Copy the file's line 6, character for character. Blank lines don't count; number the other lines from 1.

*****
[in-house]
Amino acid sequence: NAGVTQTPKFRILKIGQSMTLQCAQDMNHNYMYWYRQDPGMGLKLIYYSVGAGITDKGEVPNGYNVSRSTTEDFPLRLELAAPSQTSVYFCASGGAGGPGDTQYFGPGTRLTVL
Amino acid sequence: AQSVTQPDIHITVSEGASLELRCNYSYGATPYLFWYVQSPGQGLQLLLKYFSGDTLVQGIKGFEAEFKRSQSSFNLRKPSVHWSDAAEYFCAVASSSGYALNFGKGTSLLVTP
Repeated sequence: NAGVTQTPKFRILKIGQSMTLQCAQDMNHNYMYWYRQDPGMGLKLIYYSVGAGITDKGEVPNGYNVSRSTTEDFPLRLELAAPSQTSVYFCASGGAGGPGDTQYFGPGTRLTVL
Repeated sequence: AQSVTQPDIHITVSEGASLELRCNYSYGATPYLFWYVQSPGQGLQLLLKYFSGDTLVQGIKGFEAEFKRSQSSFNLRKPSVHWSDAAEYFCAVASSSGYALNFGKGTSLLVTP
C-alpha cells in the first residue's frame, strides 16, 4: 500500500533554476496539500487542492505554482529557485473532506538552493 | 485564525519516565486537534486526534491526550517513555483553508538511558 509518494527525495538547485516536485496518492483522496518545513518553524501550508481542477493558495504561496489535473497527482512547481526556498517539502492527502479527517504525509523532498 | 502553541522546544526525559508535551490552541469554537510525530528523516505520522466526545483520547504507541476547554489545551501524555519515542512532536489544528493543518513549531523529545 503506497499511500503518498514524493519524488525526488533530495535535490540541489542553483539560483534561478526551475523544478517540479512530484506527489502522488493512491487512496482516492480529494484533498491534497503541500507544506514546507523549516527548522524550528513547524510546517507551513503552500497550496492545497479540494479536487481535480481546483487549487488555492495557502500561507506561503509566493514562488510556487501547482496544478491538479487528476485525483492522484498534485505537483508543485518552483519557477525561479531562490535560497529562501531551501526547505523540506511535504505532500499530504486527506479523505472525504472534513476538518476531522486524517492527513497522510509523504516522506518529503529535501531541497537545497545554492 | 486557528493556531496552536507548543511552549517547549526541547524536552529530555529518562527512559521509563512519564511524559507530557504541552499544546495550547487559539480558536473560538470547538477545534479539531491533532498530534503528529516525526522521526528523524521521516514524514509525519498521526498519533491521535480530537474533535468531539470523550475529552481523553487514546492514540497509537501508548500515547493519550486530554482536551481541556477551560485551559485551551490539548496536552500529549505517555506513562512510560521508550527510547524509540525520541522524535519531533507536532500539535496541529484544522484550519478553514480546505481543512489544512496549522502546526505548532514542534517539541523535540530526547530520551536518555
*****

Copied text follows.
C-alpha cells in the first residue's frame, strides 16, 4: 500500500533554476496539500487542492505554482529557485473532506538552493 | 485564525519516565486537534486526534491526550517513555483553508538511558 509518494527525495538547485516536485496518492483522496518545513518553524501550508481542477493558495504561496489535473497527482512547481526556498517539502492527502479527517504525509523532498 | 502553541522546544526525559508535551490552541469554537510525530528523516505520522466526545483520547504507541476547554489545551501524555519515542512532536489544528493543518513549531523529545 503506497499511500503518498514524493519524488525526488533530495535535490540541489542553483539560483534561478526551475523544478517540479512530484506527489502522488493512491487512496482516492480529494484533498491534497503541500507544506514546507523549516527548522524550528513547524510546517507551513503552500497550496492545497479540494479536487481535480481546483487549487488555492495557502500561507506561503509566493514562488510556487501547482496544478491538479487528476485525483492522484498534485505537483508543485518552483519557477525561479531562490535560497529562501531551501526547505523540506511535504505532500499530504486527506479523505472525504472534513476538518476531522486524517492527513497522510509523504516522506518529503529535501531541497537545497545554492 | 486557528493556531496552536507548543511552549517547549526541547524536552529530555529518562527512559521509563512519564511524559507530557504541552499544546495550547487559539480558536473560538470547538477545534479539531491533532498530534503528529516525526522521526528523524521521516514524514509525519498521526498519533491521535480530537474533535468531539470523550475529552481523553487514546492514540497509537501508548500515547493519550486530554482536551481541556477551560485551559485551551490539548496536552500529549505517555506513562512510560521508550527510547524509540525520541522524535519531533507536532500539535496541529484544522484550519478553514480546505481543512489544512496549522502546526505548532514542534517539541523535540530526547530520551536518555